I am not native English speaker but in my native language (French) and local language (German) the expression about seeing the glass 'half full' or 'half empty' also exists. I then also noticed that the expressions exists in almost every languages.

Does anyone know a bit of history of this expression? I am mostly interested in the origins, how it spread, and by what famous occasion was it is used.

the Wikipedia page is not very rich of such information, neither is Google.

  • commenting my own post: from my own search, my hypothesis is that it could initially come form a debate about a traduction (from? good question...) that could be either "half full" or "half empty". anyone to dig the topic more deeper? but basically the hesitation "half full" or "half empty" already existed with some of the oldest translation dictionaries.
    – Jonathan
    Commented Nov 27, 2017 at 12:03

3 Answers 3


A quick scan points to Ronald Reagan as the source of this expressio, when he stated in a press conference on February 21, 1985

You can say it's like saying, is the glass half full or half empty?

However, it seems the Peace Corps already used it in an advertisement campaign in the 1960s:

PeaceCorps campaign 1968

Delving a bit deeper, it seems the expression is even older: here is a version with a half full/empty bottle from 1933.

I'm quoting the quote from the linguistlist bulletinboard:

Two men were looking at a bottle of milk. Said one with a groan,
"The bottle is half empty." Said the other with a grin, "The bottle
is half full." The first belonged to the courters of disasters,
forever bemoaning their losses; the second to the invincibles who
win by counting their blessings.
source: Los Angeles Times, Feb 26, 1933, p. 14

As user Peremensoe comments on the straight dope:

The rather wordy explanation is suggestive of an early use.

  • 2
    This expression is so natural in Europa also among the elders and all generations, that makes me difficult to believe that it is less than a century old. do you think it is justified? I cannot find another example of expression so young yet so popular.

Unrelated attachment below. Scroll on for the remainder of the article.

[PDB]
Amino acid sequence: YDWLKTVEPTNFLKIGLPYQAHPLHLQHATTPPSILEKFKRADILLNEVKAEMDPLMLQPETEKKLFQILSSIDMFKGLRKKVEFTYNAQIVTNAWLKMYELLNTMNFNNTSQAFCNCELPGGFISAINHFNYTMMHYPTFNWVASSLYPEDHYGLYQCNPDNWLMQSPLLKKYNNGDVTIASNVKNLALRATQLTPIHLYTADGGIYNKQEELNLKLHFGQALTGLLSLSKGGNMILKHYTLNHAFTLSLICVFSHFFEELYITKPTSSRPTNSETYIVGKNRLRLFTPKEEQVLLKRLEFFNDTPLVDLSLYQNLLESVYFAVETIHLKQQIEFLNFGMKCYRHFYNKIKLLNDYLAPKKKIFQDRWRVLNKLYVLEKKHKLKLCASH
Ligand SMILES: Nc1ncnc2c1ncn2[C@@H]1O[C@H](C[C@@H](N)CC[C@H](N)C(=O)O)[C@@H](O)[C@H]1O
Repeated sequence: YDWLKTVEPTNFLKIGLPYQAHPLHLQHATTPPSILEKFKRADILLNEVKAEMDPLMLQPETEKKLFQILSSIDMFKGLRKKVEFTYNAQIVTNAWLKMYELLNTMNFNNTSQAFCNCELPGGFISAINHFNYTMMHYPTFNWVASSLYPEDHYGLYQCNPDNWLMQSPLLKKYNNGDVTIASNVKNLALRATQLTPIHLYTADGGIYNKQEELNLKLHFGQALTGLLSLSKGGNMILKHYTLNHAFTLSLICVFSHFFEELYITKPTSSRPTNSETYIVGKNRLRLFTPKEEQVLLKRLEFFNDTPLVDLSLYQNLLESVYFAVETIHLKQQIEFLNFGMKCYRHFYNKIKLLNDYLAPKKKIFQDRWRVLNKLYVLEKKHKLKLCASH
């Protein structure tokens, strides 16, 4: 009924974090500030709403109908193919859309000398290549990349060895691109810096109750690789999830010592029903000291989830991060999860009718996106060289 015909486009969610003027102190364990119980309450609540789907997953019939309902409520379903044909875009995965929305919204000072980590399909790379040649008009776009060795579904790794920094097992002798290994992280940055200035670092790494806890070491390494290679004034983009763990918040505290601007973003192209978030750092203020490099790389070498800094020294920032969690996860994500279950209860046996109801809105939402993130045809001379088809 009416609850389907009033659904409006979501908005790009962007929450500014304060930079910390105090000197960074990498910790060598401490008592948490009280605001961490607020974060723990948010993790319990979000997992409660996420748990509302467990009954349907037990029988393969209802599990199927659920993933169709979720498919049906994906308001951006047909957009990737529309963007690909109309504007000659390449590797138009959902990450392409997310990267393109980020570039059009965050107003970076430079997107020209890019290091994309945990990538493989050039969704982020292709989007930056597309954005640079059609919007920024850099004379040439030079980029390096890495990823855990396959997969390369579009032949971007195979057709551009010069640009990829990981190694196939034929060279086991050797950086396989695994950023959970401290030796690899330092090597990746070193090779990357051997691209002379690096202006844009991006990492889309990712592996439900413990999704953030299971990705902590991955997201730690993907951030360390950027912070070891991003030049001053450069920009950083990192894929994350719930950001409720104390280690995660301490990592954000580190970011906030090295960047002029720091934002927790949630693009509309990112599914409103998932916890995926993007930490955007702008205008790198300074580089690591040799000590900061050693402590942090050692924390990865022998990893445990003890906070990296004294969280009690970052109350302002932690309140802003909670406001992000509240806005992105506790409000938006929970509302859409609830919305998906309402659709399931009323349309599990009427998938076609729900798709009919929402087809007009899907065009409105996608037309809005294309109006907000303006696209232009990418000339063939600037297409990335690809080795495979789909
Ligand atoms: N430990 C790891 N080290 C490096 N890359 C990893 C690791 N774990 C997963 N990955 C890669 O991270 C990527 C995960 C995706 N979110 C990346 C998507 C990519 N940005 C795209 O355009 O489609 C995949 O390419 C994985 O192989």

– Jonathan
    Commented Nov 20, 2017 at 14:42
  • @Jonathan I am open to an older source in any language :) My natural instinct with expressions that are so common in different Western languages is to look for a Biblical source, but there doesn't seem to be one in this case.
    – oerkelens
    Commented Nov 20, 2017 at 16:51
  • I can't seem to find anything on the history of the expression in Dutch or French. Maybe I'll look later for German and Greek.
    – oerkelens
    Commented Nov 20, 2017 at 17:10
  • Clearly, whether the glass is half full or half empty depends on whether you're in the process of filling or emptying it. Commented Nov 20, 2017 at 17:45
  • @oerkelens thank you for the search, please coment again if you find anything. I also searched French, Dutch and German as they are languages I am comfortable with but could not find much through internet. A quick scanning through my foreign friends: the most comfortable with the expression seems too be Europeans and middle-east, the least are Asians. Also Gabriel Wells is Hungarian so maybe it has its root around east Europe.
    – Jonathan
    Commented Nov 21, 2017 at 9:08

Slightly earlier than 1933 is this quote from The Mathematics Teacher, Volume 20 (1927): "Do you know Algebra?" Said the Rabbit. "Yes, I liked it in High School," said Alice. "What is one of the axioms of Algebra?" "Equal multiples of equals are equal," said Alice, selecting the first she remembered. "Indeed!" said the Rabbit. "You will admit that a bottle half-full is a bottle half-empty." "Yes," said Alice, wondering what was coming now. "Well, multiply both sides by two, and a bottle full is a bottle empty," said the Rabbit. "Well, it is that way in the United States anyhow," said Alice, a little impudently.

  • This quote doesn't indicate that it carries the same meaning that the phrase does today. Commented Apr 15, 2018 at 3:04

Are people perhaps talking about the wrong type of glass? Could it be an hour glass or similar type of glass used on sailing ships to tell periods of time. A weary sailor looks at the glass and asks " is the glass half empty yet"?

  • Hello, Patrick. Conjectural answers are not desirable on ELU. Look at oerkelens' well referenced answer. Commented Nov 23, 2017 at 22:15

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